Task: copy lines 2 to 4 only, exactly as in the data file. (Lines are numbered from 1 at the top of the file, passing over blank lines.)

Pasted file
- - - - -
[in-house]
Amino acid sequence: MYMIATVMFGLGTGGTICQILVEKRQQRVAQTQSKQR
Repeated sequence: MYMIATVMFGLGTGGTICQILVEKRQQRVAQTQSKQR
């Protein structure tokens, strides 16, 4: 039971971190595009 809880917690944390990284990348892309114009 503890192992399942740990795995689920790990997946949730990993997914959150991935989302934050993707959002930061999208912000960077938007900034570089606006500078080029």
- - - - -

Amino acid sequence: MYMIATVMFGLGTGGTICQILVEKRQQRVAQTQSKQR
Repeated sequence: MYMIATVMFGLGTGGTICQILVEKRQQRVAQTQSKQR
């Protein structure tokens, strides 16, 4: 039971971190595009 809880917690944390990284990348892309114009 503890192992399942740990795995689920790990997946949730990993997914959150991935989302934050993707959002930061999208912000960077938007900034570089606006500078080029």